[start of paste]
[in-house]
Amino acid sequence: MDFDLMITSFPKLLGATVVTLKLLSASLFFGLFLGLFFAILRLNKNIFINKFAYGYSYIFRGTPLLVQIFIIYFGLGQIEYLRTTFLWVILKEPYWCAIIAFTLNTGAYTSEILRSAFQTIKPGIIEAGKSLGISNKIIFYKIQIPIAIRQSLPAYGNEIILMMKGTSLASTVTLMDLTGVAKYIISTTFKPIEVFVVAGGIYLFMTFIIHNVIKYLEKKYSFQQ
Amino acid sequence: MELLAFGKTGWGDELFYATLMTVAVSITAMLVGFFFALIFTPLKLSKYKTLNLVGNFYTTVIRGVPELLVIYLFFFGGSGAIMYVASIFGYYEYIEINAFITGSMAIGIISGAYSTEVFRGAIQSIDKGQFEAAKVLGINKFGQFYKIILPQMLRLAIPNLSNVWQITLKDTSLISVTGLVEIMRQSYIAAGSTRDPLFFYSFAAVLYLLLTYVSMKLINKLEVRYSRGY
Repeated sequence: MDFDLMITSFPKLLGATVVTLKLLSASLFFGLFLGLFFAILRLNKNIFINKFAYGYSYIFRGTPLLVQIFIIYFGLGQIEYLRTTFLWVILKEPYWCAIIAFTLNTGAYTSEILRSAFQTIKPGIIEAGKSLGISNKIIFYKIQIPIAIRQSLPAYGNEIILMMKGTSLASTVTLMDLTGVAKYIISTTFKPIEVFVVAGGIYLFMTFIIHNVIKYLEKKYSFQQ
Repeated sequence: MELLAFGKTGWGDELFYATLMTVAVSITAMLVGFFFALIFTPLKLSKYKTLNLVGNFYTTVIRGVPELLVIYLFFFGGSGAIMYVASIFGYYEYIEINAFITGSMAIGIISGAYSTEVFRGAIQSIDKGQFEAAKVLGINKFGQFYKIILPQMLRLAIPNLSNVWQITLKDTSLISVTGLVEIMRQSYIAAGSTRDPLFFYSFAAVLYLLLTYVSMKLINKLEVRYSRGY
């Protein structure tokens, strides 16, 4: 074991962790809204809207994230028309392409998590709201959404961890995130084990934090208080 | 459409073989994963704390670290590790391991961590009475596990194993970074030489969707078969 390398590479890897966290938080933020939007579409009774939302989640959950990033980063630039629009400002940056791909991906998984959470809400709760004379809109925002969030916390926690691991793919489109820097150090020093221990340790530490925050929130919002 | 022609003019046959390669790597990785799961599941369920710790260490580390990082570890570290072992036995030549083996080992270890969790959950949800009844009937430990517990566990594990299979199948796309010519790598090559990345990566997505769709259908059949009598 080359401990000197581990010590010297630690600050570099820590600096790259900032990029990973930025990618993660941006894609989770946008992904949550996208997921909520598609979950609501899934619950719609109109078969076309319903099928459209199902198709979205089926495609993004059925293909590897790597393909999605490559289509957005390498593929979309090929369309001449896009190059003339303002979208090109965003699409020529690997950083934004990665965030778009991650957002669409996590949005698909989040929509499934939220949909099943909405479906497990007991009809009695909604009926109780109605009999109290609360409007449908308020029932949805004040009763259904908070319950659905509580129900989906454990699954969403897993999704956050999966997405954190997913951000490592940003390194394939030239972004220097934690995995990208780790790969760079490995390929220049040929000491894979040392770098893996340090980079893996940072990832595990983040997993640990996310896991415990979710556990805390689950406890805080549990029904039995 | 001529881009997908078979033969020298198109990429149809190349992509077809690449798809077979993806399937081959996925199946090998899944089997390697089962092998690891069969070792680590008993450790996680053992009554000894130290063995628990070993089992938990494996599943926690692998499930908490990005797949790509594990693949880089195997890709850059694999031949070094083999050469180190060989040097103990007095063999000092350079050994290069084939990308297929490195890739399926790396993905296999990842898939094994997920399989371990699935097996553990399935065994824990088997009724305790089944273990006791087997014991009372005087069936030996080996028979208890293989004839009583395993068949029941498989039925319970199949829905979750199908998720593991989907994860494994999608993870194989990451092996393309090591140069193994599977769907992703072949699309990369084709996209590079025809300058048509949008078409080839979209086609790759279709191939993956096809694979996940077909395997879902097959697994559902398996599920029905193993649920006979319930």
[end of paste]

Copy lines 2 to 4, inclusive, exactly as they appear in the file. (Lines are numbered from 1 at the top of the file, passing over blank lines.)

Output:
Amino acid sequence: MDFDLMITSFPKLLGATVVTLKLLSASLFFGLFLGLFFAILRLNKNIFINKFAYGYSYIFRGTPLLVQIFIIYFGLGQIEYLRTTFLWVILKEPYWCAIIAFTLNTGAYTSEILRSAFQTIKPGIIEAGKSLGISNKIIFYKIQIPIAIRQSLPAYGNEIILMMKGTSLASTVTLMDLTGVAKYIISTTFKPIEVFVVAGGIYLFMTFIIHNVIKYLEKKYSFQQ
Amino acid sequence: MELLAFGKTGWGDELFYATLMTVAVSITAMLVGFFFALIFTPLKLSKYKTLNLVGNFYTTVIRGVPELLVIYLFFFGGSGAIMYVASIFGYYEYIEINAFITGSMAIGIISGAYSTEVFRGAIQSIDKGQFEAAKVLGINKFGQFYKIILPQMLRLAIPNLSNVWQITLKDTSLISVTGLVEIMRQSYIAAGSTRDPLFFYSFAAVLYLLLTYVSMKLINKLEVRYSRGY
Repeated sequence: MDFDLMITSFPKLLGATVVTLKLLSASLFFGLFLGLFFAILRLNKNIFINKFAYGYSYIFRGTPLLVQIFIIYFGLGQIEYLRTTFLWVILKEPYWCAIIAFTLNTGAYTSEILRSAFQTIKPGIIEAGKSLGISNKIIFYKIQIPIAIRQSLPAYGNEIILMMKGTSLASTVTLMDLTGVAKYIISTTFKPIEVFVVAGGIYLFMTFIIHNVIKYLEKKYSFQQ